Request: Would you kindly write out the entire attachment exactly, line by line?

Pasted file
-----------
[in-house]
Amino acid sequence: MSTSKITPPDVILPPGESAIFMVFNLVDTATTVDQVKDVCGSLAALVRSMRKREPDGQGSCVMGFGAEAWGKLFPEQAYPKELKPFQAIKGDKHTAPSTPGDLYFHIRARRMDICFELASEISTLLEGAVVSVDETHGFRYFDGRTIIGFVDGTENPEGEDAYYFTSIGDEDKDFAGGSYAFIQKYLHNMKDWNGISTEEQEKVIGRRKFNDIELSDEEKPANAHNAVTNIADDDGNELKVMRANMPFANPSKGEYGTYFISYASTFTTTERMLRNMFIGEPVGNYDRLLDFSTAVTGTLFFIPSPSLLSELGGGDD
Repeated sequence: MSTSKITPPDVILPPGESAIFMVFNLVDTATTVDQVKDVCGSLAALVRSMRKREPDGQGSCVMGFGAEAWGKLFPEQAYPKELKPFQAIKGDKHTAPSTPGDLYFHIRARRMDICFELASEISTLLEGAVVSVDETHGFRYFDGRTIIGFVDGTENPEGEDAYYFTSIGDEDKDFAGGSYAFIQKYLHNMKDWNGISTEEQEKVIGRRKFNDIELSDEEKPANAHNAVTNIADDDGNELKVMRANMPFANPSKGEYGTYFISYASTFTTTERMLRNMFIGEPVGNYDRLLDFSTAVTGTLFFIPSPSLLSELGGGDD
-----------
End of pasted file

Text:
[in-house]
Amino acid sequence: MSTSKITPPDVILPPGESAIFMVFNLVDTATTVDQVKDVCGSLAALVRSMRKREPDGQGSCVMGFGAEAWGKLFPEQAYPKELKPFQAIKGDKHTAPSTPGDLYFHIRARRMDICFELASEISTLLEGAVVSVDETHGFRYFDGRTIIGFVDGTENPEGEDAYYFTSIGDEDKDFAGGSYAFIQKYLHNMKDWNGISTEEQEKVIGRRKFNDIELSDEEKPANAHNAVTNIADDDGNELKVMRANMPFANPSKGEYGTYFISYASTFTTTERMLRNMFIGEPVGNYDRLLDFSTAVTGTLFFIPSPSLLSELGGGDD
Repeated sequence: MSTSKITPPDVILPPGESAIFMVFNLVDTATTVDQVKDVCGSLAALVRSMRKREPDGQGSCVMGFGAEAWGKLFPEQAYPKELKPFQAIKGDKHTAPSTPGDLYFHIRARRMDICFELASEISTLLEGAVVSVDETHGFRYFDGRTIIGFVDGTENPEGEDAYYFTSIGDEDKDFAGGSYAFIQKYLHNMKDWNGISTEEQEKVIGRRKFNDIELSDEEKPANAHNAVTNIADDDGNELKVMRANMPFANPSKGEYGTYFISYASTFTTTERMLRNMFIGEPVGNYDRLLDFSTAVTGTLFFIPSPSLLSELGGGDD